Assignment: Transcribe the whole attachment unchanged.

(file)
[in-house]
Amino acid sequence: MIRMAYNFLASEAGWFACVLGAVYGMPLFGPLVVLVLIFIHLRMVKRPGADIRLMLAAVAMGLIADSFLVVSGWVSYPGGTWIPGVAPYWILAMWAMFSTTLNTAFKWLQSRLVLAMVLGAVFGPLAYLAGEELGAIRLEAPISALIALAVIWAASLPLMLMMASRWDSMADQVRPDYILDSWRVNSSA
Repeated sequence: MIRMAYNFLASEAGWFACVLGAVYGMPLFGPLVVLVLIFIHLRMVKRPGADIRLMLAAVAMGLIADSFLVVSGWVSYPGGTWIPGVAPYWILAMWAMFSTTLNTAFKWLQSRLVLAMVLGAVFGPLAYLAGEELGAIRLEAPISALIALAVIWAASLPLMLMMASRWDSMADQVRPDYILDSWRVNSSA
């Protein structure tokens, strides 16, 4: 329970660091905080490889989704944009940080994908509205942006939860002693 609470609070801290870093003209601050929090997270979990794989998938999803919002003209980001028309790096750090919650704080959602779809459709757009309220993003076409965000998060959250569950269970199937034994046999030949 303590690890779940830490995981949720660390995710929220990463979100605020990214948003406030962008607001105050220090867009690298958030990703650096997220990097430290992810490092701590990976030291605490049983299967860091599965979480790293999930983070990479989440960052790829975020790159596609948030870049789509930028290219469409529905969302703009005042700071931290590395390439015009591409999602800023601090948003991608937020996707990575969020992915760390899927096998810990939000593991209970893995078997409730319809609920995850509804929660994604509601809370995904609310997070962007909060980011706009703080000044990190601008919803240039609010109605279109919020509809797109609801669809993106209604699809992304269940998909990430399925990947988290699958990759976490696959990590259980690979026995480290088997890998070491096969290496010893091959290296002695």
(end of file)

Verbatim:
[in-house]
Amino acid sequence: MIRMAYNFLASEAGWFACVLGAVYGMPLFGPLVVLVLIFIHLRMVKRPGADIRLMLAAVAMGLIADSFLVVSGWVSYPGGTWIPGVAPYWILAMWAMFSTTLNTAFKWLQSRLVLAMVLGAVFGPLAYLAGEELGAIRLEAPISALIALAVIWAASLPLMLMMASRWDSMADQVRPDYILDSWRVNSSA
Repeated sequence: MIRMAYNFLASEAGWFACVLGAVYGMPLFGPLVVLVLIFIHLRMVKRPGADIRLMLAAVAMGLIADSFLVVSGWVSYPGGTWIPGVAPYWILAMWAMFSTTLNTAFKWLQSRLVLAMVLGAVFGPLAYLAGEELGAIRLEAPISALIALAVIWAASLPLMLMMASRWDSMADQVRPDYILDSWRVNSSA
């Protein structure tokens, strides 16, 4: 329970660091905080490889989704944009940080994908509205942006939860002693 609470609070801290870093003209601050929090997270979990794989998938999803919002003209980001028309790096750090919650704080959602779809459709757009309220993003076409965000998060959250569950269970199937034994046999030949 303590690890779940830490995981949720660390995710929220990463979100605020990214948003406030962008607001105050220090867009690298958030990703650096997220990097430290992810490092701590990976030291605490049983299967860091599965979480790293999930983070990479989440960052790829975020790159596609948030870049789509930028290219469409529905969302703009005042700071931290590395390439015009591409999602800023601090948003991608937020996707990575969020992915760390899927096998810990939000593991209970893995078997409730319809609920995850509804929660994604509601809370995904609310997070962007909060980011706009703080000044990190601008919803240039609010109605279109919020509809797109609801669809993106209604699809992304269940998909990430399925990947988290699958990759976490696959990590259980690979026995480290088997890998070491096969290496010893091959290296002695």